Delivered from Deliverance

Early morning last Saturday, I was awoken by the phone ringing. It was not ridiculously early, and I might have been up by 8 anyway, but I had slept unusually well that night, and stumbled downstairs to answer, eyes half shut.

The caller explained that he lived in a certain town (over 100 miles away) and would I kindly perform an exorcism? I answered that this is not something I am known to do, and he might have better luck trying his local Anglican bishop. He thanked me and we ended the call, I returning to bed.

With hindsight it was probably bad advice; I suspect half the Anglican prelates struggle to believe the existence of angels and demons. Still, they would be unlikely to rush into some silly ritual, suggesting instead the man seeks counselling. I had not the patience to make further enquiries and essentially fobbed him off. Perhaps I can blame the tiredness.

He might have been sincere. We Bible believers accept that demons may influence and control a human being, as the scriptures attest. However, much that is supposed to be demon possession is likely something else. Mental illness is serious and genuine; our own hearts incline us toward evil, so blaming someone or something other than ourselves for our actions is itself a symptom of corruption. Even when it is real, removal of a demon is not a sufferer’s ultimate need. What each human needs and requires is Christ Jesus Himself. Going about ‘delivering’ people is not a gospel minster’s priority- it is proclaiming Christ. When such manifestations appear in the scriptures, there seems no doubt that the cause is demonic. Still, I believe we are less likely to encounter demons today than people in the past, and here's why.

1) There is a finite number of demons. They do not reproduce and there is no evidence that subsequent angels joined Satan's rebellion after the initial round. Although their number is likely to be high (thousands? millions? billions?) it never increases. At the same time, human numbers are increasing. The world population is currently around 7.9 billion, projected to rise to 9.74 within thirty years. If there is a fixed number of demons (and not all demons may have the propensity to inhabit human bodies), then a large and growing population will spread them more thinly, reducing our chances of encountering one.  

2) Secular British and European culture rejects the supernatural in general and the demonic in particular. As Lewis suggests in his Screwtape Letters, this state of affairs is equally pleasing to the fallen ones as the rabid superstition known at other times and in other places. Whether humans ignore or reject the gospel, the result is the same. Intelligent opponents will hide themselves and conceal their activities if the prevailing culture would be better deceive thereby.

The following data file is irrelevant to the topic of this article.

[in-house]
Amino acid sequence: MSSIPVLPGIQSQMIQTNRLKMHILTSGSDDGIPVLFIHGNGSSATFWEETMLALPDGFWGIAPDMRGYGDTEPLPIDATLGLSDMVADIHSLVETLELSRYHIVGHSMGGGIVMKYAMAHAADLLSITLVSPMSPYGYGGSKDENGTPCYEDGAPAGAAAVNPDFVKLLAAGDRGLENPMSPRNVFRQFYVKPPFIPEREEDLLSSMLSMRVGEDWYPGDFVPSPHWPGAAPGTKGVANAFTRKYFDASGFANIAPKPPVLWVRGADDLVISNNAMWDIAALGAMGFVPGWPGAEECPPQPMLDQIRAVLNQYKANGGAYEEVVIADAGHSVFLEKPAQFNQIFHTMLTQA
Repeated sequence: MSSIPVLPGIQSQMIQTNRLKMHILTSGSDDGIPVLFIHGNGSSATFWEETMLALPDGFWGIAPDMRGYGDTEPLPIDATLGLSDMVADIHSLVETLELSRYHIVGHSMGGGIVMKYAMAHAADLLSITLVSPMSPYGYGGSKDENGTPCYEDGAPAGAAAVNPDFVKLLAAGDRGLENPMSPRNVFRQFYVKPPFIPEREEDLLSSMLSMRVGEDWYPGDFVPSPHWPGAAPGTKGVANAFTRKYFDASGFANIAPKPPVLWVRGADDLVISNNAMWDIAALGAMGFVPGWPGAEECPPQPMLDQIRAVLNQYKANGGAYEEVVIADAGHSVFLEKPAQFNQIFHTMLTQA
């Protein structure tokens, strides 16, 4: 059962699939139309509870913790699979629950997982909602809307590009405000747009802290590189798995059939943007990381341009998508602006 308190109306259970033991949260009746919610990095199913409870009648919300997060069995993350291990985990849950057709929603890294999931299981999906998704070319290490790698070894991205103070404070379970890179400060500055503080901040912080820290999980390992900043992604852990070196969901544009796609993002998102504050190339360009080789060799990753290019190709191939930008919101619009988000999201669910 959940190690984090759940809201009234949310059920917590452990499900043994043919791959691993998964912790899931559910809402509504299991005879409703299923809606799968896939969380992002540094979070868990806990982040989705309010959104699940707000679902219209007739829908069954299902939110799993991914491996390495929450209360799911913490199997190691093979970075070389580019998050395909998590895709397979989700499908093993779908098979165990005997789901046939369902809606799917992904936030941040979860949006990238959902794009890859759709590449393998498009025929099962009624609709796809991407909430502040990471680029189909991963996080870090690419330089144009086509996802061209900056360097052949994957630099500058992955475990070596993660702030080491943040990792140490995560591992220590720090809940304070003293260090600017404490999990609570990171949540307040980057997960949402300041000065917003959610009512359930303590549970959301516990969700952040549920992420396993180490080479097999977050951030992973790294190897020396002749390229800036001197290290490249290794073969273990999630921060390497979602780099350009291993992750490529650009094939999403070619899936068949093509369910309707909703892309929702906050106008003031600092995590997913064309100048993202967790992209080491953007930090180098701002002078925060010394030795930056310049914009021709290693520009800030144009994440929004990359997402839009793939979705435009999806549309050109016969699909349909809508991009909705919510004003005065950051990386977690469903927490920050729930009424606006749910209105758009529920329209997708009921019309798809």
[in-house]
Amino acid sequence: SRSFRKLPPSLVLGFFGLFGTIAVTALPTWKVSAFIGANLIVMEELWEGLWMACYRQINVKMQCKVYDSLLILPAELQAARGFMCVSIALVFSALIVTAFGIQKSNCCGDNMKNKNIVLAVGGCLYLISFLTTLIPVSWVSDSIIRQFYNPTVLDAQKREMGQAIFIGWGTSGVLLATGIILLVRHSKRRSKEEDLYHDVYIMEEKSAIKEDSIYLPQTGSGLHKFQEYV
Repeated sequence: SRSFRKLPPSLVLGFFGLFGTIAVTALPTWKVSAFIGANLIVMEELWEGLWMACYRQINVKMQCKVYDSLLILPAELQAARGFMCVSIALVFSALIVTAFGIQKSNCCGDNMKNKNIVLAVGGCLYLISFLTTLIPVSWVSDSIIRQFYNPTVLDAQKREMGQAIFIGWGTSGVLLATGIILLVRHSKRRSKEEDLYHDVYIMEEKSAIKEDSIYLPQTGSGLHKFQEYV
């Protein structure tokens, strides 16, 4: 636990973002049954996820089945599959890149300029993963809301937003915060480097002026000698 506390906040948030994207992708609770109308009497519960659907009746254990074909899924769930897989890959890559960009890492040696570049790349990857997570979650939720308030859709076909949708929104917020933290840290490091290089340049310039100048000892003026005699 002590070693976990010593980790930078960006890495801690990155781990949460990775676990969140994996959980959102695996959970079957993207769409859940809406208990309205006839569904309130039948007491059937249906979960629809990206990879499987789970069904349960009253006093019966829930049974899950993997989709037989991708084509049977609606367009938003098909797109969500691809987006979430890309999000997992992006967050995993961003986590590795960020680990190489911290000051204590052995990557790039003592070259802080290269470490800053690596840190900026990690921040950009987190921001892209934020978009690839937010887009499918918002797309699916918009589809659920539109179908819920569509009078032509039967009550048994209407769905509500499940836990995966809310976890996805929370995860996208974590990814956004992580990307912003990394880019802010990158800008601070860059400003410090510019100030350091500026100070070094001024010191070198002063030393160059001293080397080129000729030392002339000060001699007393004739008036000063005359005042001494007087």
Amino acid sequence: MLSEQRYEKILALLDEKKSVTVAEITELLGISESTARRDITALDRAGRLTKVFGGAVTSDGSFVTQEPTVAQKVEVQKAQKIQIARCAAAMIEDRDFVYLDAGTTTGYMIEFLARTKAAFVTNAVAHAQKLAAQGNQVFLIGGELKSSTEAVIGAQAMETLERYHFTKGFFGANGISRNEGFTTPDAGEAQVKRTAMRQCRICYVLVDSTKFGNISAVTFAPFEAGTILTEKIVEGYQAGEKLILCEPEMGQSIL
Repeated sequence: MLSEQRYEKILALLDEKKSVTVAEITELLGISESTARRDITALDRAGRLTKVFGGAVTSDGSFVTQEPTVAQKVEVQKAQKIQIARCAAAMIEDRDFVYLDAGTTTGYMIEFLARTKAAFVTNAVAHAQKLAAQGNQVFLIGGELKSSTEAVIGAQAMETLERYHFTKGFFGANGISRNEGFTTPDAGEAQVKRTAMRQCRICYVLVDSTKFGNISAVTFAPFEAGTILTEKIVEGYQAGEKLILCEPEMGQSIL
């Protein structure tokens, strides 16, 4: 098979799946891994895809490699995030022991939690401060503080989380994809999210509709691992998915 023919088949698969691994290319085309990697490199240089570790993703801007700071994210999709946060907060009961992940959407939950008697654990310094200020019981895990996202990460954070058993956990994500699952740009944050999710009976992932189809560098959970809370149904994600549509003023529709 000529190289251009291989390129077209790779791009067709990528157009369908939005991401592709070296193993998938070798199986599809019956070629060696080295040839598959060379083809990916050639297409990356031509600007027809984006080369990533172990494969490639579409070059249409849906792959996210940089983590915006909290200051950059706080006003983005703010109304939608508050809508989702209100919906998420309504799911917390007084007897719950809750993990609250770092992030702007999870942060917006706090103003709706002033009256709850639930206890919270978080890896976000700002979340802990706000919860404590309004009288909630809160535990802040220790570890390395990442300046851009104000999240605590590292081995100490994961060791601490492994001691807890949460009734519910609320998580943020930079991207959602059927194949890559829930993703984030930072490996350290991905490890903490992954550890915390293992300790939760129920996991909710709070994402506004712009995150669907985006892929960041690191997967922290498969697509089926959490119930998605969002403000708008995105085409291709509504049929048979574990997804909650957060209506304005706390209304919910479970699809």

3) Numbers of demonic agents have actually fallen. We know the Lord Jesus delivered seven individuals from demonic power, one of whom, the Gadarene, accommodated a great many. If we assume they were all despatched to hell or Tartarus, they would be unavailable to afflict humans in subsequent ages, including our own. In Luke 10, the 72 returned, exclaiming that even the demons had submitted to them. Furthermore, the apostles delivered people from demons (eg Paul in Acts 16). On the other hand, the apostles might have been unable to command such spirits to return to hell, and were merely limiting their activities at that particular time. In Matthew 12, Jesus suggests that a spirit, once removed from a person, “...passes through waterless places seeking rest, but finds none. Then it says, ‘I will return to my house from which I came.’”. This would indicate that not all homeless demons are cast into hell. That said, the text might allow the spirit to have left the body of its own volition, rather than having been commanded to leave by an apostle.  

Of course, there are many who make livings and reputations by operating ‘deliverance ministries’. They see demons under every bush, blaming (or crediting) them with every human sin. They often teach that blood-washed, Holy Spirit-indwelt believers can be the home of unclean spirits. For example, Peter Horrobin’s Healing through Deliverance, claims to be ‘the foundation and practice of deliverance ministry’, all for only £24.99. Had my early-morning caller done a quick internet search, he would have found a number of nationwide ‘ministries’ that would have been only too delighted to assist. Quite why my number came up, I do not know. Google yields five references to demons on our website, none of which suggest I wish to involve myself with them or their removal. Would that people sought and preached Christ with the same fervency with which they look into dark things they little understand.

Image by Ruth Archer from Pixabay